Cal Poly Pomona students warned about possible tuberculosis case
Students at Cal Poly Pomona are being notified about possible exposure to tuberculosis after a student might have become infected with the disease, school officials said.
Public health officials advised the university that a student "might have become infected with tuberculosis," Cal Poly Pomona said in a statement Thursday.
University officials are notifying about 400 students, faculty and staff who might have had "repeated contact" with the student and have offered free testing to any students concerned about exposure.
"While it has not been confirmed that the student has an active case, the university recommends that those who have had close contact with the student get a TB skin test," the statement said.
The student, whose name has not been released because of privacy concerns, did not live on campus, the university said. He took classes in physics, engineering, computer science, and ethnic and women's studies during the fall and winter quarters.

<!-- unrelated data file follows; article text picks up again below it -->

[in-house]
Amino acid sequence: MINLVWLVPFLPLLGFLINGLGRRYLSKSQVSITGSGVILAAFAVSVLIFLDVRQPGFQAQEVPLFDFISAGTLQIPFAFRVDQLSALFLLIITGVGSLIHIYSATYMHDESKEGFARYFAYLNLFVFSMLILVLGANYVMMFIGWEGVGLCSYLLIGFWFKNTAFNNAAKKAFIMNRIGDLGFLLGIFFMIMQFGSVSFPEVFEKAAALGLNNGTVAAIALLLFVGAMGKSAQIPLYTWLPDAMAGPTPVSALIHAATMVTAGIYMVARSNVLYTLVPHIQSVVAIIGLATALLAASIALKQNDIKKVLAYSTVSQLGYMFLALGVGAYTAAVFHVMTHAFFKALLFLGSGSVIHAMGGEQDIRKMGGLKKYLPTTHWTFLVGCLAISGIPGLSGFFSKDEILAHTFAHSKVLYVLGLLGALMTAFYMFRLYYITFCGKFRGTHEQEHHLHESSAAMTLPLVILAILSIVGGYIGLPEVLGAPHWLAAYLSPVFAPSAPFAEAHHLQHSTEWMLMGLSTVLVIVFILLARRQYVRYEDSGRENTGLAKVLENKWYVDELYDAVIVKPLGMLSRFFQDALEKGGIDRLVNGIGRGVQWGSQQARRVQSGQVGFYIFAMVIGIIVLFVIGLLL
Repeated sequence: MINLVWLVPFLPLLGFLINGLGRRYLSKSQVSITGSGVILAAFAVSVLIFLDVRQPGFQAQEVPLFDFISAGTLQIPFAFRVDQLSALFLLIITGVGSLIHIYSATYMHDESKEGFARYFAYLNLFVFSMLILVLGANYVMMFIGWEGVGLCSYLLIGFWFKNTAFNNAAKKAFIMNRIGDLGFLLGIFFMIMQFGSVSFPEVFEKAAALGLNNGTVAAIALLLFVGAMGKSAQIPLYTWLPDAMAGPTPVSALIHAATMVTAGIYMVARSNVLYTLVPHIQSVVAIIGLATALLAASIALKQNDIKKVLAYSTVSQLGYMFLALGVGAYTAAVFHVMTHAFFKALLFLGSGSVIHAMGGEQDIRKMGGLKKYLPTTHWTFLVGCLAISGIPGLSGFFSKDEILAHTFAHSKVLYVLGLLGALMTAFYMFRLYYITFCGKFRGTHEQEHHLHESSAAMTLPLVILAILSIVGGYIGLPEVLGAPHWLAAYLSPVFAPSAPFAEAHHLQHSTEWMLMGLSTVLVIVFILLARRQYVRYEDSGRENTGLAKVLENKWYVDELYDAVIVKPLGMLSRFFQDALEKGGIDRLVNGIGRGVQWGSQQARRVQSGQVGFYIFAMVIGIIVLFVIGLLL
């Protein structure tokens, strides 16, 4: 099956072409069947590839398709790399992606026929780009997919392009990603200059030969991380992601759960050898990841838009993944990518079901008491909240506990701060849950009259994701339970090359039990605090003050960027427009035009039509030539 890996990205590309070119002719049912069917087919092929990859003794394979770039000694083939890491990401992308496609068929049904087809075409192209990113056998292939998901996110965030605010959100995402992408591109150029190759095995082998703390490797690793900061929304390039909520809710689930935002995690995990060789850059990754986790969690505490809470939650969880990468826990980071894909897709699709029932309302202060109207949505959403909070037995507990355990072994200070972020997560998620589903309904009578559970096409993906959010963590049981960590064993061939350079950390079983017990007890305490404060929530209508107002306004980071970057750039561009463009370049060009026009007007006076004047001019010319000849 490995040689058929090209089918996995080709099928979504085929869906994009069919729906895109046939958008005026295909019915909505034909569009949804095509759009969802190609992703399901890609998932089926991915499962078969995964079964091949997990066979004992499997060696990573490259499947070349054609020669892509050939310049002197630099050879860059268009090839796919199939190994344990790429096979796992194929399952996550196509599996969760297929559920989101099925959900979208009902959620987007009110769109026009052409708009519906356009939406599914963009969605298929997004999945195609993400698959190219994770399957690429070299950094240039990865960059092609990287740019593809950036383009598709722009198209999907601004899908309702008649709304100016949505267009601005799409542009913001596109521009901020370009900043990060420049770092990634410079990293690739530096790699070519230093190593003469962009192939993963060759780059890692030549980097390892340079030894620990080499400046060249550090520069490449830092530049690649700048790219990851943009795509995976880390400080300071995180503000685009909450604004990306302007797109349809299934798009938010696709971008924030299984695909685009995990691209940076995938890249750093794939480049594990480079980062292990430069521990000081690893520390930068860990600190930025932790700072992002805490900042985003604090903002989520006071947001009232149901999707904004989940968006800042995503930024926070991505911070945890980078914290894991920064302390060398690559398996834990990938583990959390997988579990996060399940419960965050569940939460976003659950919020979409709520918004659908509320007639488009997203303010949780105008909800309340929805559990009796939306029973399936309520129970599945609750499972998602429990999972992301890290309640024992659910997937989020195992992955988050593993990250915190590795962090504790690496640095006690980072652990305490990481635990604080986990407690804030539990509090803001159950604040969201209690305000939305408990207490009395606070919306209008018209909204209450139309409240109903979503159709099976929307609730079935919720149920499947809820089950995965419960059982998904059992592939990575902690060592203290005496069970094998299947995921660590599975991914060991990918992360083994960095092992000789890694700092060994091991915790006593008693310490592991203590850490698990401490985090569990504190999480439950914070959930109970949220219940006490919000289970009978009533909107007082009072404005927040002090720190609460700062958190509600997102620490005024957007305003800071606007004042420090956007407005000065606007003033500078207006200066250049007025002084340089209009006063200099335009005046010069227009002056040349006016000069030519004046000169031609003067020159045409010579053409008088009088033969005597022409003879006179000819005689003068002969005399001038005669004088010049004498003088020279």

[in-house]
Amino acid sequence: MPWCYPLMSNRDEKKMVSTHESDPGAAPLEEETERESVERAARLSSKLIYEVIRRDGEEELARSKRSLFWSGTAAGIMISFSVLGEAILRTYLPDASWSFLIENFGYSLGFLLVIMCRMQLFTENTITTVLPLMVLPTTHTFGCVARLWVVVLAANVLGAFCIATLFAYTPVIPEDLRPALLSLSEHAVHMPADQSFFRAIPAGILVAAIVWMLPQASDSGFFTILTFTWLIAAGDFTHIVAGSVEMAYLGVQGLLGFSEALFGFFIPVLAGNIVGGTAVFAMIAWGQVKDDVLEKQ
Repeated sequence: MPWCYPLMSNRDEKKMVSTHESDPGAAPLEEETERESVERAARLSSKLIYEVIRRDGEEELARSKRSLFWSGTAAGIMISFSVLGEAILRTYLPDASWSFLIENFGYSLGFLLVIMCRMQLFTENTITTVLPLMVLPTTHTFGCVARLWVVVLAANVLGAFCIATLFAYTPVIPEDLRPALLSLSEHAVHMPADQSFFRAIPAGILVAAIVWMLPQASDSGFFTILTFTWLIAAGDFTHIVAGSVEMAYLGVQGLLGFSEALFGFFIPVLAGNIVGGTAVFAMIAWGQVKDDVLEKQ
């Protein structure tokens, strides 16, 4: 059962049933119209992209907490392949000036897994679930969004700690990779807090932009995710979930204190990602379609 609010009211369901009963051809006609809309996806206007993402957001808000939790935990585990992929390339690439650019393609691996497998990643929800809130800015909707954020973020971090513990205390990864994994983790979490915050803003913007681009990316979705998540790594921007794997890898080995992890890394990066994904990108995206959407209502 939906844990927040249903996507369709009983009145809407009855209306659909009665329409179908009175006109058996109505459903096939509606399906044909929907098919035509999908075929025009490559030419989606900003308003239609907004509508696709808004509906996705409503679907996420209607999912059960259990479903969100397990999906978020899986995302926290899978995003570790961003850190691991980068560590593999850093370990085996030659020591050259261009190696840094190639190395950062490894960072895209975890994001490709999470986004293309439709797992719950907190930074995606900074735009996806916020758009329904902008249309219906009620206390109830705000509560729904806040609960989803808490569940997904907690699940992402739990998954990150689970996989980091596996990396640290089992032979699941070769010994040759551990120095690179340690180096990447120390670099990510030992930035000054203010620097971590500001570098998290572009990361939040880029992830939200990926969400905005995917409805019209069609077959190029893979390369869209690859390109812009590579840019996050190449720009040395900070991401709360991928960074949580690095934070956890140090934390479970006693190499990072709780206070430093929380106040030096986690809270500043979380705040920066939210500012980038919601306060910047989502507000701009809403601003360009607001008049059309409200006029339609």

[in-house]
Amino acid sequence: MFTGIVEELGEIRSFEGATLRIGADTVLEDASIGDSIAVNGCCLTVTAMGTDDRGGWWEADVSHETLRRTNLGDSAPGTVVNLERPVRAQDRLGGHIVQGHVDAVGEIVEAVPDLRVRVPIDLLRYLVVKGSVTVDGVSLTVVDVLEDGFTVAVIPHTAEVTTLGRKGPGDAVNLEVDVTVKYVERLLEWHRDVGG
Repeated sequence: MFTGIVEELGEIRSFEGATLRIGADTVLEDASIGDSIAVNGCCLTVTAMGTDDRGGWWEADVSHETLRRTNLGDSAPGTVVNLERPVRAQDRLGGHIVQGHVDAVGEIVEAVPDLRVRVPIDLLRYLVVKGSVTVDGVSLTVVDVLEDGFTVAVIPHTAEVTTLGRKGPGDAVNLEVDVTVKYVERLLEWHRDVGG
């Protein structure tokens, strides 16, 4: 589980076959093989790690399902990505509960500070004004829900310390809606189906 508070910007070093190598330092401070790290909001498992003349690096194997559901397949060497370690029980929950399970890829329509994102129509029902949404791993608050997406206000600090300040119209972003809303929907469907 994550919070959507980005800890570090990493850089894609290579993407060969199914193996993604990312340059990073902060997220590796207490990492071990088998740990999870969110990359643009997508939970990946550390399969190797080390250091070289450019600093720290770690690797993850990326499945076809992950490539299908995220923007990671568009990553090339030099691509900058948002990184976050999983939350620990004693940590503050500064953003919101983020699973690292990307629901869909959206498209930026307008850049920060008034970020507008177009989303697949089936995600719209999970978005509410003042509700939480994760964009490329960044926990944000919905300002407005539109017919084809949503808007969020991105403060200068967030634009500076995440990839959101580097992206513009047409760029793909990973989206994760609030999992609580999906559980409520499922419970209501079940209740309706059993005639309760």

The student has withdrawn from classes for treatment and "his prognosis is good at this time," the university said.
Tuberculosis is easily transmitted by inhaling droplets from infected patients when they sneeze, cough or laugh. When left untreated, the disease can be deadly.
Public health officials are also investigating a persistent strain of the disease on downtown L.A.'s skid row. Officials believe the strain — which has killed 11 people since 2007 — is unique to Los Angeles, with only a few isolated cases reported elsewhere.
— Kate Mather